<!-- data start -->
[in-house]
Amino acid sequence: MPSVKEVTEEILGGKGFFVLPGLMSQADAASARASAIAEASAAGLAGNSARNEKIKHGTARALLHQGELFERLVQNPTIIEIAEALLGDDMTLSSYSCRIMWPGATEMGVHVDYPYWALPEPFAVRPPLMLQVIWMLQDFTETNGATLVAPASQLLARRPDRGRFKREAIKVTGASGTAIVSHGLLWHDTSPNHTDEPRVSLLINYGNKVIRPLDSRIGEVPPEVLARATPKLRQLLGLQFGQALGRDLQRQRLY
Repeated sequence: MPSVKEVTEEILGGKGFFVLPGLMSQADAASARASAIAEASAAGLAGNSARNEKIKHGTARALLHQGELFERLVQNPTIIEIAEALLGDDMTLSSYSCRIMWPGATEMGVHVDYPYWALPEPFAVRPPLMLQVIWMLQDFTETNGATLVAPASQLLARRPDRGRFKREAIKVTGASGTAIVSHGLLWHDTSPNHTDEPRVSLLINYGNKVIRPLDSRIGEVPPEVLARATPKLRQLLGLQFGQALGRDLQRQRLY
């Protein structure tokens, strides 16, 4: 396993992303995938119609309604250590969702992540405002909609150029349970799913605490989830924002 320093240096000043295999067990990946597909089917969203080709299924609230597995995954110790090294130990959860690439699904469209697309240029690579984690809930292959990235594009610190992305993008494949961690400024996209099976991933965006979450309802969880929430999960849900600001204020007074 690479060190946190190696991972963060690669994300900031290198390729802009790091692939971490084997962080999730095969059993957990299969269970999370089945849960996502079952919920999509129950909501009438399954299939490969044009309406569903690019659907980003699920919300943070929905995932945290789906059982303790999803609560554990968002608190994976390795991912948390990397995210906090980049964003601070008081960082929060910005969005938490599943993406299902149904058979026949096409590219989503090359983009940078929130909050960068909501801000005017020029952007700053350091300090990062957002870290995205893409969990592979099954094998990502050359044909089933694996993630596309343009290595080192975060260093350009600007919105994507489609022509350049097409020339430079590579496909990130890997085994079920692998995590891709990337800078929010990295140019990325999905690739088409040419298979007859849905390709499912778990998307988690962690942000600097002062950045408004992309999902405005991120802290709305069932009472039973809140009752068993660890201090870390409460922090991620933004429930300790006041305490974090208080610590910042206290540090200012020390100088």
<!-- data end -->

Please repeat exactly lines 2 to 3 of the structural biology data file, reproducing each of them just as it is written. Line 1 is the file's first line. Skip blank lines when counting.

Amino acid sequence: MPSVKEVTEEILGGKGFFVLPGLMSQADAASARASAIAEASAAGLAGNSARNEKIKHGTARALLHQGELFERLVQNPTIIEIAEALLGDDMTLSSYSCRIMWPGATEMGVHVDYPYWALPEPFAVRPPLMLQVIWMLQDFTETNGATLVAPASQLLARRPDRGRFKREAIKVTGASGTAIVSHGLLWHDTSPNHTDEPRVSLLINYGNKVIRPLDSRIGEVPPEVLARATPKLRQLLGLQFGQALGRDLQRQRLY
Repeated sequence: MPSVKEVTEEILGGKGFFVLPGLMSQADAASARASAIAEASAAGLAGNSARNEKIKHGTARALLHQGELFERLVQNPTIIEIAEALLGDDMTLSSYSCRIMWPGATEMGVHVDYPYWALPEPFAVRPPLMLQVIWMLQDFTETNGATLVAPASQLLARRPDRGRFKREAIKVTGASGTAIVSHGLLWHDTSPNHTDEPRVSLLINYGNKVIRPLDSRIGEVPPEVLARATPKLRQLLGLQFGQALGRDLQRQRLY